Building loyalty

High rates of customer churn are putting pressure on telecom operators to find new ways to retain customers.

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Building loyalty Peter Kaliaropoulos: 50% of telcos have launched loyalty programs.
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By  Nithyasree Trivikram Published  November 14, 2010

With mobile ARPUs continuing to decline in the MEA region and competition growing, operators are being forced to find new ways of holding on to their main asset – their customers. Indeed, churn continues to be a problem for many operators in the region, particularly those operating in the markets with the highest levels of competition and the lowest ARPUs.

Matthew Reed, a senior analyst for Middle East and Africa at Informa Telecoms and Media, sees a clear trend towards increasing competition for customers. The MEA regional market contains wide variations in terms of a growing number of providers, he says.

“As a result, it is becoming increasingly important for operators to limit or ideally reduce and eliminate churn, and to improve customer loyalty and retention,” he says.
Peter Kaliaropoulos, group CEO of Batelco, is just one industry insider to feel the effects of the twin challenge of falling ARPU and rising competition. He says that the entry of new operators in the MEA region has created a sharp decline in ARPU levels.

“Operators have now started to look for ways to increase their per-user revenue, and accordingly, VAS (Value Added Service) has become a key focus,” he says.

Scott Gegenheimer, GM and CEO of Wataniya Telecom, agrees: “As mobile penetration increases, so does the churn which is becoming more of a factor,” he says. “Of course, for operators there is a saturation point when it comes to penetration levels. When it comes to churn, the obvious fact is the multiple SIM card use by customers that affects operators, and operators are trying to get their share of the wallet from each one of them.”

Kaliaropoulos believes that the cost of churn should be assessed according to different segments and market situations. “In developing MEA markets, which are characterised by the arrival of new entrants, and specifically in the prepaid market, the main churn trend is upwards.

“In more mature markets, however, we can see that competitive stability and improved subscription management is exercised to bring the churn rates down. As market dynamics are changing in different markets, it is vital that the value of churn and its relevance as a performance indicator is accounted for. Telecom operators need to examine the data that is available on customer segments, lifetime value and buyer preferences,” he says.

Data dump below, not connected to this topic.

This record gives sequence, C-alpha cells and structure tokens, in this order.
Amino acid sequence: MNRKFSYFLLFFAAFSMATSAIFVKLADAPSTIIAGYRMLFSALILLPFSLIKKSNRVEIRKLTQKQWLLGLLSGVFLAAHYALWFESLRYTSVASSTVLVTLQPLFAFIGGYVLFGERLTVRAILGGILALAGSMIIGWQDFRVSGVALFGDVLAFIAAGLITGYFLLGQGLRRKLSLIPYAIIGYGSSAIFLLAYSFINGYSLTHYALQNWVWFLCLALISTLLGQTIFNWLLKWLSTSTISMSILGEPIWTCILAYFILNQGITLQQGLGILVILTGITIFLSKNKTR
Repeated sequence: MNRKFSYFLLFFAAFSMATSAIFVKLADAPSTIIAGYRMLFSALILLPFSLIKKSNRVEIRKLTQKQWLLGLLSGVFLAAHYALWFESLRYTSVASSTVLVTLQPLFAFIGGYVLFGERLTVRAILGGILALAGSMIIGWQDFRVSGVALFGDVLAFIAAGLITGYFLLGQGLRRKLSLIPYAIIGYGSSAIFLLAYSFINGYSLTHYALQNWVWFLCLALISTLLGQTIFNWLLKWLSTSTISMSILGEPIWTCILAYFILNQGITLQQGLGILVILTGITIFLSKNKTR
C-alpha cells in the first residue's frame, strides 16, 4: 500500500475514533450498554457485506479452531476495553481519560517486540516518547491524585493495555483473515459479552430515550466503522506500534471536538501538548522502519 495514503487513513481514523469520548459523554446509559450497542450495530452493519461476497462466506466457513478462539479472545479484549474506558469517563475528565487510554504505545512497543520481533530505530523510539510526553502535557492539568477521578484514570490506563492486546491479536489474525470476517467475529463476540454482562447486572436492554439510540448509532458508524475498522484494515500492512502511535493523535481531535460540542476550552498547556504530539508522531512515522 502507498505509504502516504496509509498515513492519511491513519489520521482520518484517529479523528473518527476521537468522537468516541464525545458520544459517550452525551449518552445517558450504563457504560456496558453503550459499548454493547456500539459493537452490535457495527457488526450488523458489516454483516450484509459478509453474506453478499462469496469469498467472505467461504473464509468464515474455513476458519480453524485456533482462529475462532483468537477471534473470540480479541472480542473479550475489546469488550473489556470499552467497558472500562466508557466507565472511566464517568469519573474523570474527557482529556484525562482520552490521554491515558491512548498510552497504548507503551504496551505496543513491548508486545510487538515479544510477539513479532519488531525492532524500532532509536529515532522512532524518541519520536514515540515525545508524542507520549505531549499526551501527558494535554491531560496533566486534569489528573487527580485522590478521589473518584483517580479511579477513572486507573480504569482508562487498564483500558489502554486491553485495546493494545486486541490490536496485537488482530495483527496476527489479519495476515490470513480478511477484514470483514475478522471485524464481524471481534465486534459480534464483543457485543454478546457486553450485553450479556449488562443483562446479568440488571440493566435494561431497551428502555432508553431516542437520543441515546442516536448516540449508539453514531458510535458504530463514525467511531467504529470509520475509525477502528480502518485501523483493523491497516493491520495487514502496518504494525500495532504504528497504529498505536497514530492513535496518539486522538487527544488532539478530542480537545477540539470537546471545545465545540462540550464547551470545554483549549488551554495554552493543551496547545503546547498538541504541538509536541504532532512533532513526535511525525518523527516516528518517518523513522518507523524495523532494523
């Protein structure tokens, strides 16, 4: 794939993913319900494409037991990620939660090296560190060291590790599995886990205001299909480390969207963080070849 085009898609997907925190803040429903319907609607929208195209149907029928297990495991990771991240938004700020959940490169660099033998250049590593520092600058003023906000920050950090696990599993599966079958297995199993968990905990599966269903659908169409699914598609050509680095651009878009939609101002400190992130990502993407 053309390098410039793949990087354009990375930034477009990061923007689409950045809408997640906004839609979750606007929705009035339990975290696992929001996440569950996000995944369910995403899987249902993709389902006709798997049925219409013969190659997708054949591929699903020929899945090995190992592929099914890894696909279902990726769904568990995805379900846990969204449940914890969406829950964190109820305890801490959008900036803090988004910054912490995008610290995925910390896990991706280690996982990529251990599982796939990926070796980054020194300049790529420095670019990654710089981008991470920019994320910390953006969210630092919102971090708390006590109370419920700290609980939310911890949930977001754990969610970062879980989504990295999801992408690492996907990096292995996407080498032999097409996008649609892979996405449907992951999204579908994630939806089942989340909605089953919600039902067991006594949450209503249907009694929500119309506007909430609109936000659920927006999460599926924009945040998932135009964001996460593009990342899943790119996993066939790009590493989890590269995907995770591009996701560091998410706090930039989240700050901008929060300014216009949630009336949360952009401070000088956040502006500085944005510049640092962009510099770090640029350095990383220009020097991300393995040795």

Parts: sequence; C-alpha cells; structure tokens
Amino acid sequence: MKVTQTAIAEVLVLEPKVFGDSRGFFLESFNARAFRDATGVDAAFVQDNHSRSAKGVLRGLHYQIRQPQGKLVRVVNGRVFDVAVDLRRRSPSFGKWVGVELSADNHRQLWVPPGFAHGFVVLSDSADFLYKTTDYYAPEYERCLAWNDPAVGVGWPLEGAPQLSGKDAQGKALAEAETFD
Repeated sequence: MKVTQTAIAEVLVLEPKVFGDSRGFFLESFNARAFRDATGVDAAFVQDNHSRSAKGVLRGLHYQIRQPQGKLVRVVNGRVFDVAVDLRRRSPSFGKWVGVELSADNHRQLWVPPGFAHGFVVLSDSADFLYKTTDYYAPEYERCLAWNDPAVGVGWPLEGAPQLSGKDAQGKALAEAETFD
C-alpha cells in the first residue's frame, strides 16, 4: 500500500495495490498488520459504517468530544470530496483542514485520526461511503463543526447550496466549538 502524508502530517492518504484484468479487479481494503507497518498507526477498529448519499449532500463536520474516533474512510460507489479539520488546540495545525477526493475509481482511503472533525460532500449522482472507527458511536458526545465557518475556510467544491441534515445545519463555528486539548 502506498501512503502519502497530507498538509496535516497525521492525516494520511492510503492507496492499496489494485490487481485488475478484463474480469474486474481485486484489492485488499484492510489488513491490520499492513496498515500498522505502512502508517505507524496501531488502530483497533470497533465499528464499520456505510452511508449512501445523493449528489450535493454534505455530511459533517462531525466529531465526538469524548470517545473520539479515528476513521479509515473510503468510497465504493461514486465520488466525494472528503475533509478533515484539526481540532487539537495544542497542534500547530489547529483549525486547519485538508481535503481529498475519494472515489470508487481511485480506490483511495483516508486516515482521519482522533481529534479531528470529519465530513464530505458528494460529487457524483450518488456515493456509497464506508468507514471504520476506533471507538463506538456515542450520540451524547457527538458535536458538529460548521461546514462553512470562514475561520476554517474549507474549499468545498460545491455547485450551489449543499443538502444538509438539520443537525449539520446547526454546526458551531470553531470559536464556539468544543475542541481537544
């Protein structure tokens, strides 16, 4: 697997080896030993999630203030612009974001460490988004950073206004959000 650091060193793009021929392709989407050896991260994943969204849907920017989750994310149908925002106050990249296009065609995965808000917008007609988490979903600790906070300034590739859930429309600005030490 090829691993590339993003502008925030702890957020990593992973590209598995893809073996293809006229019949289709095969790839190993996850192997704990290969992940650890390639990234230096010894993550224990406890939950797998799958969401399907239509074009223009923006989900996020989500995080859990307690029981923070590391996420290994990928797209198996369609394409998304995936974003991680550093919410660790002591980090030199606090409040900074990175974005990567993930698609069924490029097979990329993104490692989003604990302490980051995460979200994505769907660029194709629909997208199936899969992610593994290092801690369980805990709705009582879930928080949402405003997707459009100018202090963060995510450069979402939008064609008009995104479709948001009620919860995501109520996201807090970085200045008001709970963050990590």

Customer segmentation

Kaliaropoulos believes that segment-driven customer strategy is one effective method to reduce churn and that operators should invest in “unique solutions” that are tailored based on customer segments, lifetime value and buyer preferences, as these give customers better value for their money.

This is a view that appears to be shared by a number of the region’s operators. For example, Wataniya’s Gegenheimer insists that while “low-end prepaid customers” are more price-sensitive, pricing is not the only reason people leave an operator.

“Sometimes, it is due to competition in the market as well,” he says. “There is no one type of approach to specifically address a market.

“There is customer segmentation going on and there are different views as to what the customer needs are, to effectively address them and try to reduce the churn levels.

“At Wataniya, we try to cover the different needs of customers by segmenting the market and offering packages such as a high-end prepaid plan which gives promises after certain usages; a low-end mass market prepaid, and a student plan which has closed user groups.”

Gegenheimer adds that operators can also take segmentation a stage further. “Another thing that a lot of operators try to do, especially mobile operators, is to go in for below the line segmenting or micro-segmentation. If you know the customers’ behaviour, and you start to see less users on the line, then you can do something below the line – for example, you offer the customer a bonus if they recharge within the next 30 days,” he adds.

Fostering loyalty

Loyalty schemes can offer another means of reducing churn.  Batelco’s Kaliaropoulos says that studies show that about 50% of telecom companies have launched a points-based loyalty programme. While a small percentage of telcos opt for discounting their services, the rest choose different promotional and marketing initiatives.

“Retention strategies should be tailored based on customer segment, lifetime value and buyer preferences. In addition, our retention tools are based on understanding the subscriber base accurately to create specific retention strategies, using trigger-based campaigns to achieve real-time results, implementation of an effective and cost-efficient loyalty programme, leveraging on innovative product offerings to drive acquisition and retention strategies,” he says.

Informa’s Reed has also noticed a greater emphasis on loyalty schemes, particularly among African operators.

“Typically, loyalty schemes allow customers to accrue points that they can redeem against further services from the operator, or against goods and services from third-party retailers – and efforts to introduce unique services that help them to attract and retain customers,” he says.

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